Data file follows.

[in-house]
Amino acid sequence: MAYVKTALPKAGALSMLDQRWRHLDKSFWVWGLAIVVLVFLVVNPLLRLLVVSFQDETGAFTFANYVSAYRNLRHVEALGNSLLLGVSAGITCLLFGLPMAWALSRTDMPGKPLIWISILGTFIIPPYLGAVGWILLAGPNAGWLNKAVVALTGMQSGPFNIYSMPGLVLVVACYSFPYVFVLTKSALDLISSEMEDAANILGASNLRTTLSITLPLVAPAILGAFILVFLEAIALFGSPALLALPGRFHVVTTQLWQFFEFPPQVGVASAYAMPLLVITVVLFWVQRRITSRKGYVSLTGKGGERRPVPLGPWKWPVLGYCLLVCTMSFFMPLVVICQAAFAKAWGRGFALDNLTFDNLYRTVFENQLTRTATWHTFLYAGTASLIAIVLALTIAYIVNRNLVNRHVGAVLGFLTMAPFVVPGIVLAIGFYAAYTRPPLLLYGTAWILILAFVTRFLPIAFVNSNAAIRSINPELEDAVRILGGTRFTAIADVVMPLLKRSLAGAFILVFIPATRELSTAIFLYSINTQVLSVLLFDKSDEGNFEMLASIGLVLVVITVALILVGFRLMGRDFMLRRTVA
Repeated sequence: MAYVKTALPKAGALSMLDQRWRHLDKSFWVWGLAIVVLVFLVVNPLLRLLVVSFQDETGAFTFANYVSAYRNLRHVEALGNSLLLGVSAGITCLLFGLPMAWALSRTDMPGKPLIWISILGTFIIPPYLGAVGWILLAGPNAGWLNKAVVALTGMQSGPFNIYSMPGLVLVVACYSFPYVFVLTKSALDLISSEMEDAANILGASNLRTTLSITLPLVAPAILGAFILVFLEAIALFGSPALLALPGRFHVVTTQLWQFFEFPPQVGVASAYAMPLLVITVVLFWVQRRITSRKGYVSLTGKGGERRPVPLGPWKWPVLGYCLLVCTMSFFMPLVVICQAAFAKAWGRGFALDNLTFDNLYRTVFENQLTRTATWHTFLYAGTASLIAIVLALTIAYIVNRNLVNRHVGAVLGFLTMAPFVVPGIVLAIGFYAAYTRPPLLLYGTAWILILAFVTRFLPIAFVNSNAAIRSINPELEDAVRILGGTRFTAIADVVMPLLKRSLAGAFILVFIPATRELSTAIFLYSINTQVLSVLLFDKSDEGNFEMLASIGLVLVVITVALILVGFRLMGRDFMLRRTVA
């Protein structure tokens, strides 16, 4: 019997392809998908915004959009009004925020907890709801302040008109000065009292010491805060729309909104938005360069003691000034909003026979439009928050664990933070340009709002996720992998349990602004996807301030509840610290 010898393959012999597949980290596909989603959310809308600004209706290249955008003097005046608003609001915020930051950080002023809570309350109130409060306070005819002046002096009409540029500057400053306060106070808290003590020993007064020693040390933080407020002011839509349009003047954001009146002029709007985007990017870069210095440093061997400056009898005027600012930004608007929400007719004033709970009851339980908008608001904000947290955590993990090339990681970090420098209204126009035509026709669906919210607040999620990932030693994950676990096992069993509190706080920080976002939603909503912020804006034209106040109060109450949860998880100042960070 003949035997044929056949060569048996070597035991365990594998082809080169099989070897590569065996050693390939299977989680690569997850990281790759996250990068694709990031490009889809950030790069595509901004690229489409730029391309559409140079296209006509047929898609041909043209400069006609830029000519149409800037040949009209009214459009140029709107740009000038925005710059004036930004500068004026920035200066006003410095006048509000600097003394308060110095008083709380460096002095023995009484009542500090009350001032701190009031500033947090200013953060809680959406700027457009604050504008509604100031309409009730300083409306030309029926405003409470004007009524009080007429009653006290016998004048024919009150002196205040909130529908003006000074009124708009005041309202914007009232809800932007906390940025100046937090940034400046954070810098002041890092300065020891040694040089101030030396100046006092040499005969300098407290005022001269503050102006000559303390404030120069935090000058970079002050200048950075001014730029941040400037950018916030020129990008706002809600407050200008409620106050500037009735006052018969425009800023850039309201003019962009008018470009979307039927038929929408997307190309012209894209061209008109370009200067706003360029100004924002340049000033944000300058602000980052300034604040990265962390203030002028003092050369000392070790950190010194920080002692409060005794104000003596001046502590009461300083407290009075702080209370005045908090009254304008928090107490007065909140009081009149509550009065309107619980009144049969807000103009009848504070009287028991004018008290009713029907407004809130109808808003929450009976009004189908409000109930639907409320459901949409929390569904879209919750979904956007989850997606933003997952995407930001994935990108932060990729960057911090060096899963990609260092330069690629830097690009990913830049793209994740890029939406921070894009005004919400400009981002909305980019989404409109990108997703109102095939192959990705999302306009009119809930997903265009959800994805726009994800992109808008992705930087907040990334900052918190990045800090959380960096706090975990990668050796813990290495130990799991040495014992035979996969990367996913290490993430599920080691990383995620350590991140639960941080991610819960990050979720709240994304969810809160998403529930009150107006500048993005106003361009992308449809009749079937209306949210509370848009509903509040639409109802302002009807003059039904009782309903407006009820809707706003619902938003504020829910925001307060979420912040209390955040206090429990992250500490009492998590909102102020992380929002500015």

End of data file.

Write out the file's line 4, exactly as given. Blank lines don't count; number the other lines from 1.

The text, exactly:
């Protein structure tokens, strides 16, 4: 019997392809998908915004959009009004925020907890709801302040008109000065009292010491805060729309909104938005360069003691000034909003026979439009928050664990933070340009709002996720992998349990602004996807301030509840610290 010898393959012999597949980290596909989603959310809308600004209706290249955008003097005046608003609001915020930051950080002023809570309350109130409060306070005819002046002096009409540029500057400053306060106070808290003590020993007064020693040390933080407020002011839509349009003047954001009146002029709007985007990017870069210095440093061997400056009898005027600012930004608007929400007719004033709970009851339980908008608001904000947290955590993990090339990681970090420098209204126009035509026709669906919210607040999620990932030693994950676990096992069993509190706080920080976002939603909503912020804006034209106040109060109450949860998880100042960070 003949035997044929056949060569048996070597035991365990594998082809080169099989070897590569065996050693390939299977989680690569997850990281790759996250990068694709990031490009889809950030790069595509901004690229489409730029391309559409140079296209006509047929898609041909043209400069006609830029000519149409800037040949009209009214459009140029709107740009000038925005710059004036930004500068004026920035200066006003410095006048509000600097003394308060110095008083709380460096002095023995009484009542500090009350001032701190009031500033947090200013953060809680959406700027457009604050504008509604100031309409009730300083409306030309029926405003409470004007009524009080007429009653006290016998004048024919009150002196205040909130529908003006000074009124708009005041309202914007009232809800932007906390940025100046937090940034400046954070810098002041890092300065020891040694040089101030030396100046006092040499005969300098407290005022001269503050102006000559303390404030120069935090000058970079002050200048950075001014730029941040400037950018916030020129990008706002809600407050200008409620106050500037009735006052018969425009800023850039309201003019962009008018470009979307039927038929929408997307190309012209894209061209008109370009200067706003360029100004924002340049000033944000300058602000980052300034604040990265962390203030002028003092050369000392070790950190010194920080002692409060005794104000003596001046502590009461300083407290009075702080209370005045908090009254304008928090107490007065909140009081009149509550009065309107619980009144049969807000103009009848504070009287028991004018008290009713029907407004809130109808808003929450009976009004189908409000109930639907409320459901949409929390569904879209919750979904956007989850997606933003997952995407930001994935990108932060990729960057911090060096899963990609260092330069690629830097690009990913830049793209994740890029939406921070894009005004919400400009981002909305980019989404409109990108997703109102095939192959990705999302306009009119809930997903265009959800994805726009994800992109808008992705930087907040990334900052918190990045800090959380960096706090975990990668050796813990290495130990799991040495014992035979996969990367996913290490993430599920080691990383995620350590991140639960941080991610819960990050979720709240994304969810809160998403529930009150107006500048993005106003361009992308449809009749079937209306949210509370848009509903509040639409109802302002009807003059039904009782309903407006009820809707706003619902938003504020829910925001307060979420912040209390955040206090429990992250500490009492998590909102102020992380929002500015």